It's sweetness and light at Midnight Mission's Easter and Passover brunch

It's sweetness and light at Midnight Mission's Easter and Passover brunch
Logan Hobson, 61, of Playa del Rey greets people and hands out candy in his role as the Easter Bunny at the Midnight Mission's Easter and Passover brunch in skid row Sunday. (Francine Orr / Los Angeles Times)

The orange balloon floating away from downtown L.A.'s skid row captivated 5-year-old Le'Trell Dobbins. He pointed to it and smiled before noticing the Easter Bunny standing several feet away.

"He's not going to be thinking of anything but where the Easter Bunny is," said the child's mother, Freddie Wright, 30.


It was the kind of distraction she hoped for for her son. Two days ago, they began staying at a shelter and were now among the dozens of homeless and underprivileged men, women and children attending an Easter and Passover brunch on Sunday.

The morning event was hosted by the Midnight Mission, a nonprofit that offers basic assistance to the needy, including 12-step drug and alcohol recovery and development programs.

Every year the mission holds holiday celebrations for poor and homeless residents, with celebrities, athletes, corporate sponsors and regular volunteers serving meals.

Georgia Berkovich, a mission spokeswoman, said about 300 volunteers were on hand to assist with Sunday's brunch. Among them were actor Dick Van Dyke and other celebrities.

Logan Hobson, 61, of Playa del Rey once lived at the Midnight Mission on skid row in Los Angeles. He has gotten his life together and now enjoys returning to skid row each Easter as the Easter Bunny. He says he loves his life now. (Francine Orr / Los Angeles Times)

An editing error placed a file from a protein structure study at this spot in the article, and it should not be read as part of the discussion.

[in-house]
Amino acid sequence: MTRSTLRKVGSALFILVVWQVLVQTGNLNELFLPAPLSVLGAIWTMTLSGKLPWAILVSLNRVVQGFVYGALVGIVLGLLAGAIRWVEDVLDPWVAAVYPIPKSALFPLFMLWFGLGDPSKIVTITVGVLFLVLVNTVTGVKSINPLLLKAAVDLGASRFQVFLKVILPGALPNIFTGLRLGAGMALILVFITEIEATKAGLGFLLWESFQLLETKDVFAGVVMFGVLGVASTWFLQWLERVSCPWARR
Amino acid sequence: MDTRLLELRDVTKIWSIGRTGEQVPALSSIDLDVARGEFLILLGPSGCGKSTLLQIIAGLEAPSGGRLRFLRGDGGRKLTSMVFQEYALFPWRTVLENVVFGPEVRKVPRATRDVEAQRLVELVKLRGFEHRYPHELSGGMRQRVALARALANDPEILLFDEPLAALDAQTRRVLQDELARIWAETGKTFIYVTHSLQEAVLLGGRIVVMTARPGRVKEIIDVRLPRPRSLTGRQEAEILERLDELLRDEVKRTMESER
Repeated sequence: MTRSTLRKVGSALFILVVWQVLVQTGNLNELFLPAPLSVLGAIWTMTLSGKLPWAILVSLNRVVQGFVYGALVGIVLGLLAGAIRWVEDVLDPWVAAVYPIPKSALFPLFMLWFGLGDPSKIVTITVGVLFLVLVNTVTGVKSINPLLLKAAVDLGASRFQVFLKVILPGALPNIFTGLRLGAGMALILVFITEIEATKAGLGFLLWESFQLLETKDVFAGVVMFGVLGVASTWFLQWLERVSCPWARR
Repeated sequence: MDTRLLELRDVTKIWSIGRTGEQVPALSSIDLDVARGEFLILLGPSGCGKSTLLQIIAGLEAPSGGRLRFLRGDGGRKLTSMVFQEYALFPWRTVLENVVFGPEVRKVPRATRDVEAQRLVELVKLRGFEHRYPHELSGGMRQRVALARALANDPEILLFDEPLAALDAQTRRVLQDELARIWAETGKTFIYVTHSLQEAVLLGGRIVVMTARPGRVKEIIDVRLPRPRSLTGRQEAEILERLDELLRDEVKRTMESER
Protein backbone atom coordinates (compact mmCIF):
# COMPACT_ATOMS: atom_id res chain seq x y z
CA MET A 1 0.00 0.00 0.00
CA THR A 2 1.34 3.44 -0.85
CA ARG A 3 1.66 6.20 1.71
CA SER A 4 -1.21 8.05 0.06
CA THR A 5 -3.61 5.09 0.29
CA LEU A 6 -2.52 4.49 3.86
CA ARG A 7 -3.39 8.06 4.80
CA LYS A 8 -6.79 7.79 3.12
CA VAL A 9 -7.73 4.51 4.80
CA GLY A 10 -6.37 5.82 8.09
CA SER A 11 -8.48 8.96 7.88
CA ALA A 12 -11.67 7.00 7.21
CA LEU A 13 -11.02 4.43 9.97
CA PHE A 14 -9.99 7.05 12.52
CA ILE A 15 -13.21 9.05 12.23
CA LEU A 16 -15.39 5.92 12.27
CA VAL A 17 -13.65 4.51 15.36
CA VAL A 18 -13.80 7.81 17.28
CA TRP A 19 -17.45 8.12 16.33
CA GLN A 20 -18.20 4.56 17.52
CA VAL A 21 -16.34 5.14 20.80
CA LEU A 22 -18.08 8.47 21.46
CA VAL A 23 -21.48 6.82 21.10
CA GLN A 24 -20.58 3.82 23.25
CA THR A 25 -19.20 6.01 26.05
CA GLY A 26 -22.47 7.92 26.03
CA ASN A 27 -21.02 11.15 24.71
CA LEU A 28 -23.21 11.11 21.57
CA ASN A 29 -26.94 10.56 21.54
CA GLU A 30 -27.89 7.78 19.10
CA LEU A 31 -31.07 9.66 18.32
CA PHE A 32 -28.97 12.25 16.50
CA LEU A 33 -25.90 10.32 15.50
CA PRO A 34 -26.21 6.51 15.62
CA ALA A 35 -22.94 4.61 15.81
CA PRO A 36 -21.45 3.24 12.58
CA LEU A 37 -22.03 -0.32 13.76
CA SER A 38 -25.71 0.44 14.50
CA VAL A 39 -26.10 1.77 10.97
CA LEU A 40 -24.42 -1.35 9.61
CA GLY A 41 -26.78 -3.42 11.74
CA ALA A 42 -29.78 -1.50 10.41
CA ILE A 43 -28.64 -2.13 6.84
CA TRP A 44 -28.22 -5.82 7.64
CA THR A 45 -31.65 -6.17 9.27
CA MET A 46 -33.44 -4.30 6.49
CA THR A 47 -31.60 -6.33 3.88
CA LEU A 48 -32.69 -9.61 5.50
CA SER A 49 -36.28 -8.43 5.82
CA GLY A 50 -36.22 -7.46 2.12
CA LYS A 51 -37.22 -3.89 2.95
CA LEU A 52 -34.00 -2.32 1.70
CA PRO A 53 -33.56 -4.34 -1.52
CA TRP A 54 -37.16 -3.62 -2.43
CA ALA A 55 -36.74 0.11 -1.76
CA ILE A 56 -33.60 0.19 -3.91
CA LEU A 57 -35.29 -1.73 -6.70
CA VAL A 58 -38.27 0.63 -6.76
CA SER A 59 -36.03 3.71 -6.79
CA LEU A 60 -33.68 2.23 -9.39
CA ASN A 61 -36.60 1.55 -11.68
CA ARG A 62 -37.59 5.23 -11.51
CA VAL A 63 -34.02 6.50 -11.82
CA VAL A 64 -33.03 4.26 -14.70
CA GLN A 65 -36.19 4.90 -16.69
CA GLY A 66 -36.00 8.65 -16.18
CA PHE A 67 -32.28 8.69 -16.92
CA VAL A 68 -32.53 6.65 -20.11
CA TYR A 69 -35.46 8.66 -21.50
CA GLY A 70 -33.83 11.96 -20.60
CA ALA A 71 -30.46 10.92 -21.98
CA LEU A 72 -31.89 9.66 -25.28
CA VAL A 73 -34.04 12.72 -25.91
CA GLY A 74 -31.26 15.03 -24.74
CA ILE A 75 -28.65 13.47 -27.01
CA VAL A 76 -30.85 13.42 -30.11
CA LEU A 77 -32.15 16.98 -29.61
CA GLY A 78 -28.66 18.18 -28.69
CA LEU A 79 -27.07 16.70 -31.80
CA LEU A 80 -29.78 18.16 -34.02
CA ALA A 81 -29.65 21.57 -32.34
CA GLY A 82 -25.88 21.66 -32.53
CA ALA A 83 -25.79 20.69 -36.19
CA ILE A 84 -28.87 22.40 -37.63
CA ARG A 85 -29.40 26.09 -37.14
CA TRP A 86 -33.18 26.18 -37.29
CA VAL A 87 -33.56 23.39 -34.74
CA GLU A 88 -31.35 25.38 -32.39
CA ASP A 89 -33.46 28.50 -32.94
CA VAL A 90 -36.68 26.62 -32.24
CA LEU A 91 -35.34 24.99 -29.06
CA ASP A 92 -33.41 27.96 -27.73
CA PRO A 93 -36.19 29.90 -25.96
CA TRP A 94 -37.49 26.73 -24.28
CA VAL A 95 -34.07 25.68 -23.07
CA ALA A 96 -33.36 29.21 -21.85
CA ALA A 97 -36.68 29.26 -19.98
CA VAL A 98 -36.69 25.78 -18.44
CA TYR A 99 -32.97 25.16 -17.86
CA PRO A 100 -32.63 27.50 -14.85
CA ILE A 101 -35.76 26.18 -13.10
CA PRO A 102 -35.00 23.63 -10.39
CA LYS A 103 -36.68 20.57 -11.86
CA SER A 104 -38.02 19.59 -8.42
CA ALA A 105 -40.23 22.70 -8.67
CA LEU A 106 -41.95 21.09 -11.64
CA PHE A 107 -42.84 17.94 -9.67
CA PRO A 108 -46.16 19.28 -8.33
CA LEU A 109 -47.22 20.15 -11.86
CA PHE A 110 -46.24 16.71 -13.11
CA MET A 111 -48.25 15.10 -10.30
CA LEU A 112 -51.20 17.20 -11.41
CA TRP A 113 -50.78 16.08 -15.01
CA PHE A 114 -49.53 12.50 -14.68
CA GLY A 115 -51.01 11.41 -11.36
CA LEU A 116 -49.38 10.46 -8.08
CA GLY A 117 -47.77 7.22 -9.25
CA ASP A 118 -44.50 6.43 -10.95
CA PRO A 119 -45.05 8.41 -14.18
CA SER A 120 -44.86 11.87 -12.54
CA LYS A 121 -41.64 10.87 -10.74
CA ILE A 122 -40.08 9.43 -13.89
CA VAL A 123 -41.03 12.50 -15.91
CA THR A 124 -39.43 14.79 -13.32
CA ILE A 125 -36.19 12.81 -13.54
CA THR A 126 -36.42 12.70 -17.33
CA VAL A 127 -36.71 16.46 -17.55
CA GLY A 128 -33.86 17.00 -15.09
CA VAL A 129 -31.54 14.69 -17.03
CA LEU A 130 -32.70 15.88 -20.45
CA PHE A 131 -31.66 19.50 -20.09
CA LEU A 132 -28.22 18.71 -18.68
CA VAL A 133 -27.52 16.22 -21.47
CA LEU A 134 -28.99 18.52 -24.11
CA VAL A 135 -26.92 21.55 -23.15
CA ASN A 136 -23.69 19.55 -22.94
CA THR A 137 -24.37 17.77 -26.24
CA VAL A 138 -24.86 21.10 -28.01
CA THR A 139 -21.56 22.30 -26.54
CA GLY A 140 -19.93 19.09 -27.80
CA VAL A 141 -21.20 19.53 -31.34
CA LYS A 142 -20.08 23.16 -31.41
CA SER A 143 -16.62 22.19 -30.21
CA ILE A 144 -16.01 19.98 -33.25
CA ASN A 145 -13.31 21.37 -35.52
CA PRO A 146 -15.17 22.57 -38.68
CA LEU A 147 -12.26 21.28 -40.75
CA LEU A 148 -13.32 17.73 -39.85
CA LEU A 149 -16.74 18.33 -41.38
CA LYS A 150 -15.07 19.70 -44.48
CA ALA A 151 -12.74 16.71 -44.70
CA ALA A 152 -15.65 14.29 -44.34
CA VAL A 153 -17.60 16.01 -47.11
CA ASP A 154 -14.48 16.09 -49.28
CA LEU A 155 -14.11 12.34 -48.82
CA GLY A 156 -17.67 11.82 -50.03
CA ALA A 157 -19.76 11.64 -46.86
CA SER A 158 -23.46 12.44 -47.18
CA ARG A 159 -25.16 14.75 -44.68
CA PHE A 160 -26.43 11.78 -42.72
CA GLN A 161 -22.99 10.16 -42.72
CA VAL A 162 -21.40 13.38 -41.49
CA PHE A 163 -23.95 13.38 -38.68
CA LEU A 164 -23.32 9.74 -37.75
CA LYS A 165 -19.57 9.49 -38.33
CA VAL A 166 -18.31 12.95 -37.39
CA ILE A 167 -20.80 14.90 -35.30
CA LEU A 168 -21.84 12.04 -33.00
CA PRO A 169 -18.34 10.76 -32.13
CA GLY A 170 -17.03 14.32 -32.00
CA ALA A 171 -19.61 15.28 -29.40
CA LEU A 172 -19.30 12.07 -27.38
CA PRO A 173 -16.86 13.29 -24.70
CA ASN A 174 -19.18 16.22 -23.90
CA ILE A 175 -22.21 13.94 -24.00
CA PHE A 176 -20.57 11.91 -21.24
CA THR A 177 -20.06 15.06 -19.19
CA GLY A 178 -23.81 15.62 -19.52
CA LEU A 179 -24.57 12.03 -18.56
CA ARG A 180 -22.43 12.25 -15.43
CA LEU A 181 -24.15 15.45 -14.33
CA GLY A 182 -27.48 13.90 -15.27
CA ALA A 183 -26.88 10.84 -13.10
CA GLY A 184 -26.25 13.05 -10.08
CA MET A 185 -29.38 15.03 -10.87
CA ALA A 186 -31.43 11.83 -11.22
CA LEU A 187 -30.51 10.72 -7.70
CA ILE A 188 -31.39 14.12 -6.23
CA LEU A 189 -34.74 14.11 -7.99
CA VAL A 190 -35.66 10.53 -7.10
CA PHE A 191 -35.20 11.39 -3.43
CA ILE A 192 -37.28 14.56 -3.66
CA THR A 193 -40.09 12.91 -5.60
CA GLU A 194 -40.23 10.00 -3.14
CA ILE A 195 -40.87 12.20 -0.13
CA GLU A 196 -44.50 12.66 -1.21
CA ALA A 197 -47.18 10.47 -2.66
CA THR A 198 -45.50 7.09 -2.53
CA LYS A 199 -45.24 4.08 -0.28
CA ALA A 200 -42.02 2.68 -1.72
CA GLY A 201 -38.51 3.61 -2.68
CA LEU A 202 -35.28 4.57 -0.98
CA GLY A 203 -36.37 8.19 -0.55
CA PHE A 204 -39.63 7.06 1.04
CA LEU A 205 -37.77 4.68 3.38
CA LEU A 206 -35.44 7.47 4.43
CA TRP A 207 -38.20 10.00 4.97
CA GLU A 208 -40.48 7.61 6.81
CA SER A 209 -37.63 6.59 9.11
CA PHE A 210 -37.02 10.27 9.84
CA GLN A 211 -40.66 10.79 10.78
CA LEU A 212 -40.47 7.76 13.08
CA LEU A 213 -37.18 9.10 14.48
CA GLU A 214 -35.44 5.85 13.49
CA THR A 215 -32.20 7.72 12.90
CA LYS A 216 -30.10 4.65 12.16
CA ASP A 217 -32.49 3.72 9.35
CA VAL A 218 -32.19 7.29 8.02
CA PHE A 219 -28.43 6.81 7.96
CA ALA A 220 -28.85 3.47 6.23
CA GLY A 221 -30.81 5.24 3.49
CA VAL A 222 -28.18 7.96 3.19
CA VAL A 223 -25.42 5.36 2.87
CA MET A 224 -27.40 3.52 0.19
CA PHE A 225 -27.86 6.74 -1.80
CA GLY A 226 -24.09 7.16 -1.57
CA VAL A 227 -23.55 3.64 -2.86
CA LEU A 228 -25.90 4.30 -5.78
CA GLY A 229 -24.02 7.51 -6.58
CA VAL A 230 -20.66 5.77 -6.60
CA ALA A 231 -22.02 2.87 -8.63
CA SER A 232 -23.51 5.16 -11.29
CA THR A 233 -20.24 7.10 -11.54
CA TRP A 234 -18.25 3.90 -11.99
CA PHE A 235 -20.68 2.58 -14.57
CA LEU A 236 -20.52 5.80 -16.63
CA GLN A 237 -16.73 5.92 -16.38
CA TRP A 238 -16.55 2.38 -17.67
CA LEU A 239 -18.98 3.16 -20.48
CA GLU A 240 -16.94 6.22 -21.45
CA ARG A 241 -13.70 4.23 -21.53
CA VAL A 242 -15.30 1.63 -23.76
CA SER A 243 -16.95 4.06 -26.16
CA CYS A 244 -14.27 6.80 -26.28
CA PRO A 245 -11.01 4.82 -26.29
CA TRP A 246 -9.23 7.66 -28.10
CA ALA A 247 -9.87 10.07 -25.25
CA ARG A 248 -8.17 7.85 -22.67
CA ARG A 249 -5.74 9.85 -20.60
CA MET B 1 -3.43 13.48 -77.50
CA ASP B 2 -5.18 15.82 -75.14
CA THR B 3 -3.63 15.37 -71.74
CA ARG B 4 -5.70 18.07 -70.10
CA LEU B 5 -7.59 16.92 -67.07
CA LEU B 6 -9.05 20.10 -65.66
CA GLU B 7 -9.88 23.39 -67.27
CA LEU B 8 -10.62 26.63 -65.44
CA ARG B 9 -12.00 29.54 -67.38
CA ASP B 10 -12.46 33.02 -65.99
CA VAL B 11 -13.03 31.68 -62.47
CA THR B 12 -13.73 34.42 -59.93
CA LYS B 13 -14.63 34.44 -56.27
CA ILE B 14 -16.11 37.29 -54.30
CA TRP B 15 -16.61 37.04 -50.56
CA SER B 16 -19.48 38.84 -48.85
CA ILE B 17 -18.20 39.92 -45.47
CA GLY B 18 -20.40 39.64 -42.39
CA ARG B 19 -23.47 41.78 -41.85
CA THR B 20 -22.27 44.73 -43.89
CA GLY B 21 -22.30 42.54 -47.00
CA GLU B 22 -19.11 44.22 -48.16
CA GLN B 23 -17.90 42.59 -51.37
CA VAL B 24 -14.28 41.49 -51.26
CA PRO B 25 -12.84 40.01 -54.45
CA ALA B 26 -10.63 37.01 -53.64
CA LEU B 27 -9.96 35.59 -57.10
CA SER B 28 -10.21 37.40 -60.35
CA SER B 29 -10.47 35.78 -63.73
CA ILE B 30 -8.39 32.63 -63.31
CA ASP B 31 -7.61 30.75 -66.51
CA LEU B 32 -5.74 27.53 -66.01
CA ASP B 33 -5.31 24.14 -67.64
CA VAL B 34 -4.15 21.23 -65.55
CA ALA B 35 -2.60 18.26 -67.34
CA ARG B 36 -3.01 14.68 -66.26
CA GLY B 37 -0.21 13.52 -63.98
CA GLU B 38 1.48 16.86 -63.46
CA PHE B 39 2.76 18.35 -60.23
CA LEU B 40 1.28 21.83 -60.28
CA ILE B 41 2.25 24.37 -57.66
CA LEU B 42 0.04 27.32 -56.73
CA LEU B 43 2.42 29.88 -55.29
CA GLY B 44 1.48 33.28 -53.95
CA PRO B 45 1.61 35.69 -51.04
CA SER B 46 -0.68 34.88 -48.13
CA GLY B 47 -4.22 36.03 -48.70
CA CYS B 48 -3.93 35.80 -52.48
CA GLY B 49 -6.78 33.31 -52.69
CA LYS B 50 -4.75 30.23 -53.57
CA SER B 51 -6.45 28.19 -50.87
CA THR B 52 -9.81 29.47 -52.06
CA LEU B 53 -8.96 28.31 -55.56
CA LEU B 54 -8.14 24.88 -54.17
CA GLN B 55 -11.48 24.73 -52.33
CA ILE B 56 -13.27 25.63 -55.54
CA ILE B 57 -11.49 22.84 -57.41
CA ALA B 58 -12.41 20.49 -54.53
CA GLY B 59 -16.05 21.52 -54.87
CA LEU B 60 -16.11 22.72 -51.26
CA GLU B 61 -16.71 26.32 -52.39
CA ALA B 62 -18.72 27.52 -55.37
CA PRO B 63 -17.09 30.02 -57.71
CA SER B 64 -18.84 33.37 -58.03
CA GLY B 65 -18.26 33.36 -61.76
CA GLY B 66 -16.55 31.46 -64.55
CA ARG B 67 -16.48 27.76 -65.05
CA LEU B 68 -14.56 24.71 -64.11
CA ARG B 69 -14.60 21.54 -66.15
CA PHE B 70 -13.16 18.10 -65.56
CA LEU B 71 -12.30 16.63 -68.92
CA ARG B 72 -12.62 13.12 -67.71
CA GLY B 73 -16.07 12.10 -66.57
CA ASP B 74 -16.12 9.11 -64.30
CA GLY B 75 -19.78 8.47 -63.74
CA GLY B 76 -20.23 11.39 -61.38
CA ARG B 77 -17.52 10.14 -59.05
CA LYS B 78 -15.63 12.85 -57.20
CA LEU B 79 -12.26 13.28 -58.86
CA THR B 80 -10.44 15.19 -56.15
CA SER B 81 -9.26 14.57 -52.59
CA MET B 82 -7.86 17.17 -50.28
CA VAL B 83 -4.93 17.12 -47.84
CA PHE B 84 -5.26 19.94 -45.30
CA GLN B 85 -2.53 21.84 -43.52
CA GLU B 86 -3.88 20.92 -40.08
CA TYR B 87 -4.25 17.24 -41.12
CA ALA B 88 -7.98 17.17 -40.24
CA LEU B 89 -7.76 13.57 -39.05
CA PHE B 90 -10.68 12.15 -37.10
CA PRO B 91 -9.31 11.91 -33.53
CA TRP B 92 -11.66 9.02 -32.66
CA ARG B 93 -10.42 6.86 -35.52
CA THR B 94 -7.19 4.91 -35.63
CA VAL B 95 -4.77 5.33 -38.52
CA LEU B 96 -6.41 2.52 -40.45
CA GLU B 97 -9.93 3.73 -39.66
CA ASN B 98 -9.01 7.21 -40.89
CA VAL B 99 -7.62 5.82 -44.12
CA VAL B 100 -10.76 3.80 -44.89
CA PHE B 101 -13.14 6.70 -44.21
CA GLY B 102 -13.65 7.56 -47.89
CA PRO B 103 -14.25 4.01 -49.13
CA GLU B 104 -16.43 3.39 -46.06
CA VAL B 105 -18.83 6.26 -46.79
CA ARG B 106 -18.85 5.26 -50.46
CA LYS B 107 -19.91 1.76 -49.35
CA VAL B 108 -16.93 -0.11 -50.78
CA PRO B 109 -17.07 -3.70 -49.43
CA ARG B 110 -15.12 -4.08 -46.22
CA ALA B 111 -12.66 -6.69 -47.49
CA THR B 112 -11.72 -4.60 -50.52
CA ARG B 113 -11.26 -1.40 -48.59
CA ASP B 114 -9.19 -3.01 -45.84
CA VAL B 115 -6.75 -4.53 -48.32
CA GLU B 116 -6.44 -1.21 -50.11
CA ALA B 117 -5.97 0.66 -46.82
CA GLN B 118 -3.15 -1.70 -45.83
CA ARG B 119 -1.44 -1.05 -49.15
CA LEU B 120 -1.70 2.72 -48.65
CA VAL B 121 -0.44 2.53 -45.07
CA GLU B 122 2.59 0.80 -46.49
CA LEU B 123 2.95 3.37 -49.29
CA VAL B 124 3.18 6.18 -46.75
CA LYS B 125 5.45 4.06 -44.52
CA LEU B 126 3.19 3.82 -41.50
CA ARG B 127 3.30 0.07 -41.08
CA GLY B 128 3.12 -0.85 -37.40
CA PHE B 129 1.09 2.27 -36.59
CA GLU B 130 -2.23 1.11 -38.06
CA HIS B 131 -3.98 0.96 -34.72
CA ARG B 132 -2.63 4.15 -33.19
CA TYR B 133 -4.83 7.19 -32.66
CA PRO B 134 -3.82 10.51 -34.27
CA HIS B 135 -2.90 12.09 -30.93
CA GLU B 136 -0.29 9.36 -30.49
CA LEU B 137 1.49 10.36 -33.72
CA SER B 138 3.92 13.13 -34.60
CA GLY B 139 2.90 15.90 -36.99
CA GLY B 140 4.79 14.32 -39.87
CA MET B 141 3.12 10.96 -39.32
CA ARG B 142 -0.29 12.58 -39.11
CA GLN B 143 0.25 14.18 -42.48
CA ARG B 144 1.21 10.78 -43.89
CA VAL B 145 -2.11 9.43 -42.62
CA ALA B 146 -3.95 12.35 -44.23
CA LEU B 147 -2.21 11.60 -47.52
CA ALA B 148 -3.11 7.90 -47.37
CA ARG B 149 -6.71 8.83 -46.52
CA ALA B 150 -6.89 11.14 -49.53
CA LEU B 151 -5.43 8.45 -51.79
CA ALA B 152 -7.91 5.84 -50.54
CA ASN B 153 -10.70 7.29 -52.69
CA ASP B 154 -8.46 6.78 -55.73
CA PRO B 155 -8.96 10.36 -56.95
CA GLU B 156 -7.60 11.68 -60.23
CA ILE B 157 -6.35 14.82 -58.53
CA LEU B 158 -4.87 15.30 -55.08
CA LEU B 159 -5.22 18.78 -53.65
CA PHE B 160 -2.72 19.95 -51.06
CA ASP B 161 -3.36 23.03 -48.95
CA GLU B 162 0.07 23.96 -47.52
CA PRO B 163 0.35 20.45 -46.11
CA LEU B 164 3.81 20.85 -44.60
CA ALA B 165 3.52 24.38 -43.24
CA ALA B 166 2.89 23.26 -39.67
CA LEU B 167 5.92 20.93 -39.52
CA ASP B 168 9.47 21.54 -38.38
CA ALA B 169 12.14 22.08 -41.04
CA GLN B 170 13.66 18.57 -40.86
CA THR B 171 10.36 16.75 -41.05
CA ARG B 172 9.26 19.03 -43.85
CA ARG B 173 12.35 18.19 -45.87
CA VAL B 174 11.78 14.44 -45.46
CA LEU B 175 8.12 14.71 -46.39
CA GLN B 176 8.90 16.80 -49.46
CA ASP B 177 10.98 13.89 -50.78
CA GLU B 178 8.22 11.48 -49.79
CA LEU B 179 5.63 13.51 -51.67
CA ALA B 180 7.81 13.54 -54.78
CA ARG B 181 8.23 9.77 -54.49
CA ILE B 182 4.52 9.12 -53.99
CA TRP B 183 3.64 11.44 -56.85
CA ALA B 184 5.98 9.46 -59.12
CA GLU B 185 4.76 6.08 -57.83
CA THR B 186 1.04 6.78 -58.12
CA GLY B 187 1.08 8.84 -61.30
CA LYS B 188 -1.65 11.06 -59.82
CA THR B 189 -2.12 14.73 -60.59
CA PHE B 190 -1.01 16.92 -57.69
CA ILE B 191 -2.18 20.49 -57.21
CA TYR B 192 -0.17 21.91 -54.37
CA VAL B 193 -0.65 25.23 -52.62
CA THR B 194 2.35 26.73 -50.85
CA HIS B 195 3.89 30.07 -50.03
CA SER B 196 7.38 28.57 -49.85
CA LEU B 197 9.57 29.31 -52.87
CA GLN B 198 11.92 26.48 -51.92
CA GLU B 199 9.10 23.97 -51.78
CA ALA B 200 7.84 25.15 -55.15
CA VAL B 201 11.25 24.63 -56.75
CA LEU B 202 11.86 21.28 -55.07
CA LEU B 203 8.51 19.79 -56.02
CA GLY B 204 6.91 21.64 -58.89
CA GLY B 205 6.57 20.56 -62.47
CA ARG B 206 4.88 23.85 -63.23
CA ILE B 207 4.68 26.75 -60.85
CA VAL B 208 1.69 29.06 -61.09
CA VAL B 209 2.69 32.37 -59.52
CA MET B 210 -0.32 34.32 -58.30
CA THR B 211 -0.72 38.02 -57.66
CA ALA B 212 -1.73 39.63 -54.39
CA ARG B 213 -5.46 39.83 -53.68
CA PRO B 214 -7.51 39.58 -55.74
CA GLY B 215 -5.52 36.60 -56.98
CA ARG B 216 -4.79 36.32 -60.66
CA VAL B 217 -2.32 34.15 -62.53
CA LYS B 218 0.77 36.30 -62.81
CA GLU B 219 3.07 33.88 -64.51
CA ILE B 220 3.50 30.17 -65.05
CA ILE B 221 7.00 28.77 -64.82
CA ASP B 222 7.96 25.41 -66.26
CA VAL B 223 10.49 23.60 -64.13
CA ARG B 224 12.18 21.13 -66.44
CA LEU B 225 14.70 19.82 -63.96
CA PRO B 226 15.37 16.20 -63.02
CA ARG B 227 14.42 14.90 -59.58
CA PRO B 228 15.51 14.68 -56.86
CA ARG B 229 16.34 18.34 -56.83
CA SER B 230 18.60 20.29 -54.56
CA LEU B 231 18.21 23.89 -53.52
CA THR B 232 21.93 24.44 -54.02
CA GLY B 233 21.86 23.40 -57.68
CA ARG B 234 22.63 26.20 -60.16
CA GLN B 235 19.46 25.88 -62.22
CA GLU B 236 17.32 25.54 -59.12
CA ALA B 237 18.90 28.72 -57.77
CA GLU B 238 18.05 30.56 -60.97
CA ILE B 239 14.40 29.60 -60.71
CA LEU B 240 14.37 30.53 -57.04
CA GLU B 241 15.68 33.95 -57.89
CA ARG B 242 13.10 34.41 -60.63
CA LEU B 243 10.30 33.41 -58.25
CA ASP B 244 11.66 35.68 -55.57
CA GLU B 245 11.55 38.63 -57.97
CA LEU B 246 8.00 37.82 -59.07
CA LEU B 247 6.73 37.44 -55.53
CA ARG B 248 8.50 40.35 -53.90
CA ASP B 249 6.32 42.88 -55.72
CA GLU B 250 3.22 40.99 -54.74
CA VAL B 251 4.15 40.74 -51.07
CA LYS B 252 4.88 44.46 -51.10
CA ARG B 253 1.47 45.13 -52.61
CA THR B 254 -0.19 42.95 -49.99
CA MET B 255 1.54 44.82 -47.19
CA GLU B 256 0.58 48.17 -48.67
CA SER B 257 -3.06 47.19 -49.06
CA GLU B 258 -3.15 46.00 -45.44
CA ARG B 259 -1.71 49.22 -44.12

She said 2,500 plates of ham, turkey, vegetables and mashed potatoes were served at the brunch.

Berkovich said the meals were prepared by 14 people who are in the mission's recovery program.

The morning event included a stage with a live band playing the blues while the Easter Bunny made his way around the tables, visiting children and handing out candy.

"It's a wonderful thing," Wright.

A domestic violence victim, Wright said she and Le'Trell recently began staying at the Union Rescue Mission. She said she tries to engage in fun activities with her son to lighten the circumstances of his surroundings.

She hopes that in a year she'll be working and will have a place of her own, maybe open a business. She said she just needs another chance to get her feet back on the ground — for her son's sake.

For now, Sunday was just about having "a little bit of fun," she said.

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